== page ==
• Do not share toys with other groups of infants or toddlers, unless they are washed and sanitized before being moved from one group to the other.
    • Set aside toys that need to be cleaned. Place in a dish pan with soapy water or put in a separate container marked for “soiled toys.” Keep dish pan and water out of reach from children to prevent risk of drowning. Washing with soapy water is the ideal method for cleaning. Try to have enough toys so that the toys can be rotated through cleanings.
    • Children’s paperback books, like other paper-based materials such as mail or envelopes, are not considered a high risk for transmission and do not need additional procedures for cleaning or disinfection.
  • Diapering a child.
    • When diaperingexternal icon a child, wash your hands and wash the child’s hands before you begin, and wear gloves. Follow safe diaper changing procedures.
    • Where feasible, diapering should not be done by the same person who prepares food. If you are the only person available for both diapering and food preparation, use additional prevention strategies (such as handwashing) between diapering and food preparation.
    • After diapering, take off gloves and wash your hands (even if you were wearing gloves) and disinfect the diapering area with a fragrance-free disinfectant that is EPA List N: Disinfectants for Coronavirus (COVID-19)external icon as a sanitizing or disinfecting solution. If other products are used for sanitizing or disinfecting, they should also be fragrance-free and EPA-registered. If the surface is dirty, it should be cleaned with detergent or soap and water prior to disinfection.
    • If reusable cloth diapers are used, do not rinse or clean them in your facility. Place the soiled cloth diaper and its contents (without emptying or rinsing) in a plastic bag or into a plastic-lined, hands-free covered diaper pail to give to parents/guardians or laundry service. (Download posters with diaper changing procedures.)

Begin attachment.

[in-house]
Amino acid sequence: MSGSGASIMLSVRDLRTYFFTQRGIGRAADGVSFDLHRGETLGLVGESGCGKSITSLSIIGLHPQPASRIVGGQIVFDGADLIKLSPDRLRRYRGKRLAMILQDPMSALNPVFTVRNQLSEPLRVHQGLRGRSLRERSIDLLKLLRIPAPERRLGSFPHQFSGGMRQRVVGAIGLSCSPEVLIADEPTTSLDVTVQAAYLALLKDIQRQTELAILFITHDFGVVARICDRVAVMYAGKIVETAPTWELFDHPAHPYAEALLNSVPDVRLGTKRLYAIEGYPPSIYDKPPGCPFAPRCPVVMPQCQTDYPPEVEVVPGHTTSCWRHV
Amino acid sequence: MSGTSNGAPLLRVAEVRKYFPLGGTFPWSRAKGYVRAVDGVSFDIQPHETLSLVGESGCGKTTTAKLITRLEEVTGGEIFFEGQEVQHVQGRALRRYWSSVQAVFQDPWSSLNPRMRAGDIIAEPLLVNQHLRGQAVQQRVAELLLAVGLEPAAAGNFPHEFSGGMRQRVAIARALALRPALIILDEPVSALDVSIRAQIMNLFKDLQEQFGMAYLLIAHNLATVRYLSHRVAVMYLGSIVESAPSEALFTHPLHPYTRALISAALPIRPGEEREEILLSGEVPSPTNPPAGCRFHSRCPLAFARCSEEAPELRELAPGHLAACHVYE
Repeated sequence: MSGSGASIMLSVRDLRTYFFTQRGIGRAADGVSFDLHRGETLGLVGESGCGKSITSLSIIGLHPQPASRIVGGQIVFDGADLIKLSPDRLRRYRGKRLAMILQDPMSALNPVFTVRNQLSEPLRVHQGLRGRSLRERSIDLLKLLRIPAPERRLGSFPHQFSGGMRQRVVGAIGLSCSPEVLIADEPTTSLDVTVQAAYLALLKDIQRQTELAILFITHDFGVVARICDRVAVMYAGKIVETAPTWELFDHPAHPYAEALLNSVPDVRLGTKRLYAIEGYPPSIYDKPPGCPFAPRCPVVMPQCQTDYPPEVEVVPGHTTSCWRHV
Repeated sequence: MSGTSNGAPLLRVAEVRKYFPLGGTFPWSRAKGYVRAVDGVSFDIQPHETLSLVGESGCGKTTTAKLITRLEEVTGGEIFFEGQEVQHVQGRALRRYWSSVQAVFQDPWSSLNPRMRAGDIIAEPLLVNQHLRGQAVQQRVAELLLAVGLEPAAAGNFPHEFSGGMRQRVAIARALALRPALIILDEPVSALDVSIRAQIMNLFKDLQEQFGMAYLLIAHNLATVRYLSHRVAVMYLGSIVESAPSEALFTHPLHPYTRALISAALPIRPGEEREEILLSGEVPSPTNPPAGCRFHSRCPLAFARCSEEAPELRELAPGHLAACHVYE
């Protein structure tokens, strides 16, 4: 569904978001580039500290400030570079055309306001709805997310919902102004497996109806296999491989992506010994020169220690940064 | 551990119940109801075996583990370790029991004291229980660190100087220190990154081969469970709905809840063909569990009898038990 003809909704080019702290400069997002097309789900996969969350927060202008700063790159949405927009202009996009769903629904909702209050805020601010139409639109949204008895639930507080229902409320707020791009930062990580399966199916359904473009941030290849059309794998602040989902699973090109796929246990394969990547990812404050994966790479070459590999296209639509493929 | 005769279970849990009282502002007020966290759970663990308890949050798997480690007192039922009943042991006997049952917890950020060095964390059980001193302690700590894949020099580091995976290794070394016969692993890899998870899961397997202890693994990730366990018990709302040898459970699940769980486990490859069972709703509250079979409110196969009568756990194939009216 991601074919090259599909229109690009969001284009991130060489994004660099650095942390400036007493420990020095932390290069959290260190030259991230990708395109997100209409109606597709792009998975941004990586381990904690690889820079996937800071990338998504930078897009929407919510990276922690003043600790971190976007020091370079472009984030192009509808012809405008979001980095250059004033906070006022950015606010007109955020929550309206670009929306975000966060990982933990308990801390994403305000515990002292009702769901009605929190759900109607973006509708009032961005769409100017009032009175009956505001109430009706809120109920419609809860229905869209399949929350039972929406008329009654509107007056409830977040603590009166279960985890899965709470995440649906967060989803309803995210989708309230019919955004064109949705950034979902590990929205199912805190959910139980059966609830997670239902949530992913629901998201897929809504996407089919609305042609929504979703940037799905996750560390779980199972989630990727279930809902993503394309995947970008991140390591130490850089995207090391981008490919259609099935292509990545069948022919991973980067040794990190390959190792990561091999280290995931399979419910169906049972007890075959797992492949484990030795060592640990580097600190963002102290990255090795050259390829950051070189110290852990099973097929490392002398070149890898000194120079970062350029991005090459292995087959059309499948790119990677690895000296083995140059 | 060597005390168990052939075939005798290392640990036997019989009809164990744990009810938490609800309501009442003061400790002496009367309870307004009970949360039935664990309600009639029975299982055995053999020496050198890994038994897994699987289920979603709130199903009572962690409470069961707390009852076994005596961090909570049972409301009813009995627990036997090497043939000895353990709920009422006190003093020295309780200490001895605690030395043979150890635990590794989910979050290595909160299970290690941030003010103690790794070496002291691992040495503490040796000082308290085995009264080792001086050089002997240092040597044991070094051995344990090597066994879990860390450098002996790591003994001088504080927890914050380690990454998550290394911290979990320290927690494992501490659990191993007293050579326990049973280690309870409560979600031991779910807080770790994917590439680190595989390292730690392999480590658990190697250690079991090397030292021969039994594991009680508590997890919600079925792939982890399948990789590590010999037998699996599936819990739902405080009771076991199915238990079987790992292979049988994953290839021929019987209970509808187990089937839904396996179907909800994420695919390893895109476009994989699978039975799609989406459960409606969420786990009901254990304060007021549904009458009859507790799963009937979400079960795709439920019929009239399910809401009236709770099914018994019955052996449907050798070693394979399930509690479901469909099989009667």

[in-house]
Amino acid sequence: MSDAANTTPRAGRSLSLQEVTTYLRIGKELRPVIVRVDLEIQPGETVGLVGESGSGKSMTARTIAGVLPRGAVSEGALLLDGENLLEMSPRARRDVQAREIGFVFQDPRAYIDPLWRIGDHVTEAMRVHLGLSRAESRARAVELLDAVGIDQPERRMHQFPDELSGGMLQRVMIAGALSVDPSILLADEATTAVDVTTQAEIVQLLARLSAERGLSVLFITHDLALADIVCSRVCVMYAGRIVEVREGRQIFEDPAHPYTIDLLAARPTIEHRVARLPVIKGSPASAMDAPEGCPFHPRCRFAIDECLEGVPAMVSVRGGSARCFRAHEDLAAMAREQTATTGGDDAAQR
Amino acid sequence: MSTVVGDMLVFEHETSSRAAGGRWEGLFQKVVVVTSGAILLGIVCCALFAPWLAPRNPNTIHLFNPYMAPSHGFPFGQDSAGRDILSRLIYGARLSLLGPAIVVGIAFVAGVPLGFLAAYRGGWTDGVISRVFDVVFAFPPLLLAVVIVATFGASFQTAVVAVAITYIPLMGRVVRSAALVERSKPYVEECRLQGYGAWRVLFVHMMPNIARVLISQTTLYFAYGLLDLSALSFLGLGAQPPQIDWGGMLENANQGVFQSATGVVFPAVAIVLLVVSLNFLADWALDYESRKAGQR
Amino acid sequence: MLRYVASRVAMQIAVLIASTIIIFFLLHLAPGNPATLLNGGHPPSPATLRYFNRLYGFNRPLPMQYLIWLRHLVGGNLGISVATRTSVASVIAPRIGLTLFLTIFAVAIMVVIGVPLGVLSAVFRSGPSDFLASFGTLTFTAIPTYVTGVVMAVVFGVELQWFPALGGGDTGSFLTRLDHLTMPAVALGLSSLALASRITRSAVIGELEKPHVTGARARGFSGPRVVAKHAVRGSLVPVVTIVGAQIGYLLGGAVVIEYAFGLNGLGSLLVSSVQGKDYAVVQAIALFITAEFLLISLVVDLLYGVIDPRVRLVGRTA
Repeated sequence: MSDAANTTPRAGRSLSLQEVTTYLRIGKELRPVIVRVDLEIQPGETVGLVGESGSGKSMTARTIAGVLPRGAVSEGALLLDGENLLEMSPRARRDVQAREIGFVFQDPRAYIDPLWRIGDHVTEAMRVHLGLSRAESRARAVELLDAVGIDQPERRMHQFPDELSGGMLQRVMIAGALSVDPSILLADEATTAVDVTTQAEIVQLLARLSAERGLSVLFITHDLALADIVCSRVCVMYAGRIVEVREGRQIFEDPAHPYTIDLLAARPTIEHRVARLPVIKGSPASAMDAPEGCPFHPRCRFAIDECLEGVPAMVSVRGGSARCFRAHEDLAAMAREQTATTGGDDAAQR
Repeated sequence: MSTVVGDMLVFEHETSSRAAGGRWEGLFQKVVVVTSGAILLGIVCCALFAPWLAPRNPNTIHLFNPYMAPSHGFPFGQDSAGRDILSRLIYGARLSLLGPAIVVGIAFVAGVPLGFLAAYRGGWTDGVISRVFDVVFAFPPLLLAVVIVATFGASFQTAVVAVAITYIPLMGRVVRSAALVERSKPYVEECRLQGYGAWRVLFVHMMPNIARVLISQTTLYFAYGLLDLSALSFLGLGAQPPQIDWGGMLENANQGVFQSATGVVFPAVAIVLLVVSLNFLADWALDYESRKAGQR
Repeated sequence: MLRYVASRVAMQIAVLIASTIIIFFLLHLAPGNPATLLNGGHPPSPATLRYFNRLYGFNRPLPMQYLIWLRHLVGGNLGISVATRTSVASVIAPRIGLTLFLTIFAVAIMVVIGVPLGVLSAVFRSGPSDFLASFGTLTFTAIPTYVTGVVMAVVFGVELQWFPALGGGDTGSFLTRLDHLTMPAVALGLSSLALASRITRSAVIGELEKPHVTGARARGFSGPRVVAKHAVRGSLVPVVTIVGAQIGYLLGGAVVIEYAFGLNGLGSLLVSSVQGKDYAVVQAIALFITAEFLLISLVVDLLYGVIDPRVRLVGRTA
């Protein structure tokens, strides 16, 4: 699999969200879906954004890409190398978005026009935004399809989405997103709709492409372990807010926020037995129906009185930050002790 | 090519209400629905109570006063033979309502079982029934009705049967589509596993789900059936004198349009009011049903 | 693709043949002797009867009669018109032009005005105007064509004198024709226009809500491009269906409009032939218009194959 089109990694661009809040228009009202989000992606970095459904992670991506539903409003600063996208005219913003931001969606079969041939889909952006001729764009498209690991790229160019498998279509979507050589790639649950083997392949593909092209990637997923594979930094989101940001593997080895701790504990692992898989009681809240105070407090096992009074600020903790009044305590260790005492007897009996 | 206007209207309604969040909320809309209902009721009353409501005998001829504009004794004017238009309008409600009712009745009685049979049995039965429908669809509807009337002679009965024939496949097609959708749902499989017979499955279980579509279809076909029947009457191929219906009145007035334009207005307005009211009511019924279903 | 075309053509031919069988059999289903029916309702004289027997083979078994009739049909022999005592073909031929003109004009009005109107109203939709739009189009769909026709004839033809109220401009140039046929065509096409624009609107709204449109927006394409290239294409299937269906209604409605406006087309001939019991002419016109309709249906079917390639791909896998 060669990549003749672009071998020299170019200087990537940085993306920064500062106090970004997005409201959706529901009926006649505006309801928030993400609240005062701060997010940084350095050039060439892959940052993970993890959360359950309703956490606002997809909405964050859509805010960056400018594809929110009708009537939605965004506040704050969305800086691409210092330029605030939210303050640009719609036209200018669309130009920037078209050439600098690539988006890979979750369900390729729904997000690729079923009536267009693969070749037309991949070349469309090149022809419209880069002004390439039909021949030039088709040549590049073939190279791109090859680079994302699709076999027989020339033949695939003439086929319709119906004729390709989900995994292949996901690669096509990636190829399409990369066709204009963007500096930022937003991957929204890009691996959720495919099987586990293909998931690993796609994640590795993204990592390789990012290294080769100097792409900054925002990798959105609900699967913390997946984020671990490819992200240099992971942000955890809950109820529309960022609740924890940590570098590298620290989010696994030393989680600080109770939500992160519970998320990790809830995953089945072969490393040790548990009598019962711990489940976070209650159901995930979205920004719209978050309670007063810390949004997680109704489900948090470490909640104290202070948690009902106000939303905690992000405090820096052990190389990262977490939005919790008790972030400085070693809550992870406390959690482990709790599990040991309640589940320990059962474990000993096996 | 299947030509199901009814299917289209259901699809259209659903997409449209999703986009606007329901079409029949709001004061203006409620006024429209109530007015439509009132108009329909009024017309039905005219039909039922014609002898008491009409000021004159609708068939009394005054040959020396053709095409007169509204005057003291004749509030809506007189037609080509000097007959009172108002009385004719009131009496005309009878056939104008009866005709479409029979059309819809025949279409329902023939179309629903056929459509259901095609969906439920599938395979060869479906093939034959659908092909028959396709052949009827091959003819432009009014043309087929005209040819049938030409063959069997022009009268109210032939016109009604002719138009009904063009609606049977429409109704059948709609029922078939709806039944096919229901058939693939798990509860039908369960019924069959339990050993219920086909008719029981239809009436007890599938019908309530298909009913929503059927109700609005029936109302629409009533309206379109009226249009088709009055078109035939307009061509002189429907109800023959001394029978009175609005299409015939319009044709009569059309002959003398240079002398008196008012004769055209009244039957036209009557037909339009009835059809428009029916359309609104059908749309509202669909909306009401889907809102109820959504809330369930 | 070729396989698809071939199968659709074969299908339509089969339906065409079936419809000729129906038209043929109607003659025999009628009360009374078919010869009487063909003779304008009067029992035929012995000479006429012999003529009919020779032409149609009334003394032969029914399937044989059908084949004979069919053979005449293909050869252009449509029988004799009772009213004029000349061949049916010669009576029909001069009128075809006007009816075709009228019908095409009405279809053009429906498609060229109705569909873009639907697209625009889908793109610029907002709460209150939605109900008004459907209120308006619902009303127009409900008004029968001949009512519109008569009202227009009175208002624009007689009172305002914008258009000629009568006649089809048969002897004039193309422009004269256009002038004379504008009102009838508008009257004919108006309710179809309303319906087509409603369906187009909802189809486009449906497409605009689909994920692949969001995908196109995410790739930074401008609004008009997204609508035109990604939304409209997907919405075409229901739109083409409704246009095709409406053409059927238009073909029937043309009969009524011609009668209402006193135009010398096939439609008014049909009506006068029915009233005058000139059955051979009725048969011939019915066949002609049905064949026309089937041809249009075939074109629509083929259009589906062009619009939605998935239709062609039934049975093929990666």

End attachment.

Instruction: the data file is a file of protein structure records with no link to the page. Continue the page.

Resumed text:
• Transport vehicles.
    • If transport vehicles (for example, buses or vans) are used by your child care program, drivers should practice all safety actions and protocols as indicated for other staff (for example, hand hygiene, masks). To clean and disinfect buses or other transport vehicles, see guidance for bus transit operators. Create distance between children on transport buses (for example, seat children one child per row, skip rows) when possible. However, children from the same home can be seated together.

Ventilation

Consider how you can bring in as much fresh air into your child care center or family child care home as possible. Bringing fresh, outdoor air into your center or home helps keep virus particles from concentrating inside.

  • Increase outdoor air ventilation, using caution in highly polluted areas. See CDC’s webpage to get more information about local air quality.
    • If it’s safe to do so, open doors and windows as much as you can to bring in fresh, outdoor air. While it’s better to open them wide, even having a window cracked open slightly can help.
    • If you can, open multiple windows and doors to allow more fresh air to move inside.
    • Do not open windows and doors if doing so is unsafe for you or others (for example, risk of falling, triggering asthma symptoms, high levels of pollution).
    • If opening windows or doors is unsafe, consider other approaches for reducing the amount of virus particles in the air, such as using air filtration and exhaust fans.
    • Consider running your HVAC system at maximum outside airflow for 2 hours before and after the center or home is occupied.
    • Ventilation considerations are also important on your transport vehicles such as buses or vans. Open windows to increase airflow from outside when safe to do so.
  • Ensure restroom exhaust fans are functional and operating at full capacity when the center or home is occupied. Clean and change filters as recommended by manufacturer.
  • Inspect and maintain your local exhaust ventilation in areas such as restrooms, kitchens, cooking areas, etc.
  • Use child safe fans to increase the effectiveness of open windows. Placing a fan by an open window to blow inside air out is a good way to encourage air flow throughout the room. Even without an open window, fans can improve air flow and keep virus particles from staying concentrated in one place.
  • Ensure your ventilation systems operate properly and provide acceptable indoor air quality for the current occupancy level for each space. Additional information for child care centers and family child care homes can be found on Ventilation in Schools and Child Care Programs page. This page has a more in-depth list of ventilation interventions that can help reduce the concentration of virus particles, such as SARS-CoV-2, in the air. The American Society of Heating, Refrigerating, and Air-Conditioning Engineers (ASHRAE) also has Guidance for Building Operations During the COVID-19 Pandemicexternal icon. Review additional ASHRAE guidelines for schools and universitiespdf iconexternal icon for further information on ventilation recommendations for different types of buildings and building readiness for occupancy.